Another exercise was to bring the chamber to an altitude of, I think, 20 – 25 thousand feet with no oxygen masks, at which time we had to take a simple written skills test. The whole thing seemed simple to me; after completing the test I looked up to the instructor outside the window and said that I was done. He looked at me and said, “you sure are!” then telling the instructor inside the chamber to get a mask on me immediately. I looked down at that point and the last thing I remember for a couple of minutes was that my fingernails were blue. Oftentimes the hypoxic person will resist any attempts at assistance because one of the symptoms of hypoxia is a euphoric feeling of well being.

One of the risks of experiencing extremely high altitudes is the forming of nitrogen bubbles in the bloodstream. This can manifest itself in potentially fatal consequences hours or days after the high altitude exposure, with an initial symptom being an itching sensation on the skin. Being highly susceptible to suggested ailments (I once convinced myself, while in the throes of a severe fever, that I had contracted rabies from the bite of a bull snake – turned out to be strep throat) each night during the training period I was convinced that I was a goner. Happily, that was not the case.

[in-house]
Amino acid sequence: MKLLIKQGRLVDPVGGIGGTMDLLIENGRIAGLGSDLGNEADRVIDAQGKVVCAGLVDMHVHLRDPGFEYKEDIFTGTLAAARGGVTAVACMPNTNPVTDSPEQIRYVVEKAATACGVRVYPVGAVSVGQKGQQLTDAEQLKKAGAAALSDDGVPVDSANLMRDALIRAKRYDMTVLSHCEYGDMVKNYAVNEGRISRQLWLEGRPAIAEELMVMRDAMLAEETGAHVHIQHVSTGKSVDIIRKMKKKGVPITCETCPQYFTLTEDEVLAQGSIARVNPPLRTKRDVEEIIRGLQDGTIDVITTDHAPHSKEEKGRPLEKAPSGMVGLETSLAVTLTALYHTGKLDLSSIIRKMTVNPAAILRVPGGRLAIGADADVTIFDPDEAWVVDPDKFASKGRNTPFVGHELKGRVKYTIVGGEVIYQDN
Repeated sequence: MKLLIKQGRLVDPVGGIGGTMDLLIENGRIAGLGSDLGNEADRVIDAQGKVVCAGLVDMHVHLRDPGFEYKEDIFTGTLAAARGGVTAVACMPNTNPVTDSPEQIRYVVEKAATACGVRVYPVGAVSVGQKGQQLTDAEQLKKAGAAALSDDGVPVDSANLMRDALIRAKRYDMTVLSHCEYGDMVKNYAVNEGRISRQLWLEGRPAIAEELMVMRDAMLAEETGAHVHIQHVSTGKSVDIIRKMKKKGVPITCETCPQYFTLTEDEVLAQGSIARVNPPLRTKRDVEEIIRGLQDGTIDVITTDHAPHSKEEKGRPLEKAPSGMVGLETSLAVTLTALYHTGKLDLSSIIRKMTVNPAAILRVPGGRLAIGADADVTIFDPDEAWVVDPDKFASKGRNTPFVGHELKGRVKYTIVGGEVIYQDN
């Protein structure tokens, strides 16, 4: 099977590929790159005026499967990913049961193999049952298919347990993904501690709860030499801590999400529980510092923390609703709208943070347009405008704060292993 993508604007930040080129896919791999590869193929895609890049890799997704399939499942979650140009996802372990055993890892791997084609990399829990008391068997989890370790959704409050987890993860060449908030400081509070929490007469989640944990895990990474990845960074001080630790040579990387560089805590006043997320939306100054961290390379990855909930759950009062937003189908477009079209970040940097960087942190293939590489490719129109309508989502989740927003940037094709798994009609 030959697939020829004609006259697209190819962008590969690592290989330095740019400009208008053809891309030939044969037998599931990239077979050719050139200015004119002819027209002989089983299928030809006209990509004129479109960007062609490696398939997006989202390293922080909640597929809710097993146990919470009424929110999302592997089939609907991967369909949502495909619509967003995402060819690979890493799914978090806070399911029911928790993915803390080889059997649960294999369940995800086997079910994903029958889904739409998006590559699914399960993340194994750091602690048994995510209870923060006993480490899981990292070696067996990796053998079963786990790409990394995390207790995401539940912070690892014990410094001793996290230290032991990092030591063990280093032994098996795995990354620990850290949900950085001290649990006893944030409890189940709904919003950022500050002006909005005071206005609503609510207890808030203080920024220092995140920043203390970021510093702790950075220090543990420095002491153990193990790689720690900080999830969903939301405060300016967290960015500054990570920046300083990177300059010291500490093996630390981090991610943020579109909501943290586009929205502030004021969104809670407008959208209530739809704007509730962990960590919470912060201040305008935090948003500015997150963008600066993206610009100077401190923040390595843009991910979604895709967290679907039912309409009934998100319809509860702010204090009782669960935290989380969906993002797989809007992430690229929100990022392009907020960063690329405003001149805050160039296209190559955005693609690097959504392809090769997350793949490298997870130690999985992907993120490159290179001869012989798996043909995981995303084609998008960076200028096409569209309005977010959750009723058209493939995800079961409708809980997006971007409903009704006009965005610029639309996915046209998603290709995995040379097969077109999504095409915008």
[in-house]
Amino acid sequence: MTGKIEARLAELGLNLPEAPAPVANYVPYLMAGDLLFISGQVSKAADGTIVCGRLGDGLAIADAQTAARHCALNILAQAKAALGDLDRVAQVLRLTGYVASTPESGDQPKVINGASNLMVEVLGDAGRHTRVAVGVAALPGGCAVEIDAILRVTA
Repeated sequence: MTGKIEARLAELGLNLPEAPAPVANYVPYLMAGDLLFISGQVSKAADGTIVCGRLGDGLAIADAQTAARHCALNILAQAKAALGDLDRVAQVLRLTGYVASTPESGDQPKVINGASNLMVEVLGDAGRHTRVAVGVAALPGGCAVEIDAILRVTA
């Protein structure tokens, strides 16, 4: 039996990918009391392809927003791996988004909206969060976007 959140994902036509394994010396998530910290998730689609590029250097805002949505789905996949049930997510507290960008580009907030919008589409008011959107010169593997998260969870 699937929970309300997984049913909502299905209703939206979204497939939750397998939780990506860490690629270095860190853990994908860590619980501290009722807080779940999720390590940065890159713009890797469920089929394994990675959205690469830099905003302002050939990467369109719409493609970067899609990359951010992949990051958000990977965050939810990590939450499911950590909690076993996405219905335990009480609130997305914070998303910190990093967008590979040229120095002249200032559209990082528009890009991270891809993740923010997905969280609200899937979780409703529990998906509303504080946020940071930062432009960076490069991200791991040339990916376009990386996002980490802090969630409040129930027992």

I passed the course, and went on to fly quite a few missions. It was not nearly as glamorous as I had thought it would be – crawling through the bomb bay and wheel wells of a B-52G in the dark and in flight is nothing less than terrifying. I do regret that I never took a camera – I would have pictures at altitudes where one can discern the earth’s curvature, and the views of the Northern Lights from the northern refueling tracks was breathtaking. I can still see them in my mind’s eye though.